function setCharacterDirection(held_directions) {

      const held_direction = held_directions[0];
      if (held_direction) {
         if (held_direction === directions.right) { x += 1; }
         if (held_direction === directions.left) { x -= 1; }
         if (held_direction === directions.down) { y += 1; }
         if (held_direction === directions.up) { y -= 1; }
         character.setAttribute("facing", held_direction);
   let character = document.querySelector(".character");
   let map = document.querySelector(".map");

   let x = 0;
   let y = 0;
   let held_directions = [];

   const moveCharacter = () => {

      let pixelScale = parseInt(

      character.setAttribute("walking", held_directions[0] ? "true" : "false");

      let leftWall = 0;
      let rightWall = 16 * 12;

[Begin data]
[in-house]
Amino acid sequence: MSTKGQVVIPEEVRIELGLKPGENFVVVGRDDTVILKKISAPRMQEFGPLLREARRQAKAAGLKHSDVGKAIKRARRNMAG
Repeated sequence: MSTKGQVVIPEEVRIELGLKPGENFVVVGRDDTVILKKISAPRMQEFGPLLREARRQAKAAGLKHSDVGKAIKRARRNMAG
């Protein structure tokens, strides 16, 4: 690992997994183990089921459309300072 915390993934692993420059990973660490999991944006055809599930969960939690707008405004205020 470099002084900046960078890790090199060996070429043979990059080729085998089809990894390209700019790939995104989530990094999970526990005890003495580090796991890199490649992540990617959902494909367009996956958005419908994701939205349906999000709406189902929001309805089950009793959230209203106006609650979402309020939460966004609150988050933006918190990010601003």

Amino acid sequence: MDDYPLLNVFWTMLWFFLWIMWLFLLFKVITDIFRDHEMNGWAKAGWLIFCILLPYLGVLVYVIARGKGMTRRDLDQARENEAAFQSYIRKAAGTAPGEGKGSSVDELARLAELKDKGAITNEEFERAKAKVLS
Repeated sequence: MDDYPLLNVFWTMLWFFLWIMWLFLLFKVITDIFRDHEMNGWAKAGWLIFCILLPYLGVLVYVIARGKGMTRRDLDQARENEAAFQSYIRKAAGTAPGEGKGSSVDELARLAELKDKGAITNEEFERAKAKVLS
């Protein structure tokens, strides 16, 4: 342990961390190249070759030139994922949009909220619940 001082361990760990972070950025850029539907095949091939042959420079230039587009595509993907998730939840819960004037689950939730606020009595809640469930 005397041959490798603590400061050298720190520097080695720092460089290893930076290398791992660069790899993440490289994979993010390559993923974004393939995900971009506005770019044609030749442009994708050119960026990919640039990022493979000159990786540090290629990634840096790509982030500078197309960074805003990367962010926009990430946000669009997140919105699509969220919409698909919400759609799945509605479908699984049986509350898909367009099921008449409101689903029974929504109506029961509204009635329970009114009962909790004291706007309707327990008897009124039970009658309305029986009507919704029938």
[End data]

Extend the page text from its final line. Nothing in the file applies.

if (x < leftWall) { x = leftWall; }
      if (x > rightWall) { x = rightWall; }

      let topWall = -16;
      let bottomWall = (16 * 11);
      if (y < topWall) { y = topWall; }
      if (y > bottomWall) { y = bottomWall; }

      let camera_left = pixelScale * 100;
      let camera_top = pixelScale * 60; = `translate3d( ${-x * pixelScale + camera_left}px, ${-y * pixelScale + camera_top}px, 0 )`; = `translate3d( ${x * pixelScale}px, ${y * pixelScale}px, 0 )`;

   const loop = () => {
      window.requestAnimationFrame(() => {


   /* Direction key state */
   const directions = {
      up: "up",
      down: "down",
      left: "left",
      right: "right",
   const keys = {
      38: directions.up,
      37: directions.left,
      39: directions.right,
      40: directions.down,
   document.addEventListener("keydown", (e) => {
      let dir = keys[e.keyCode];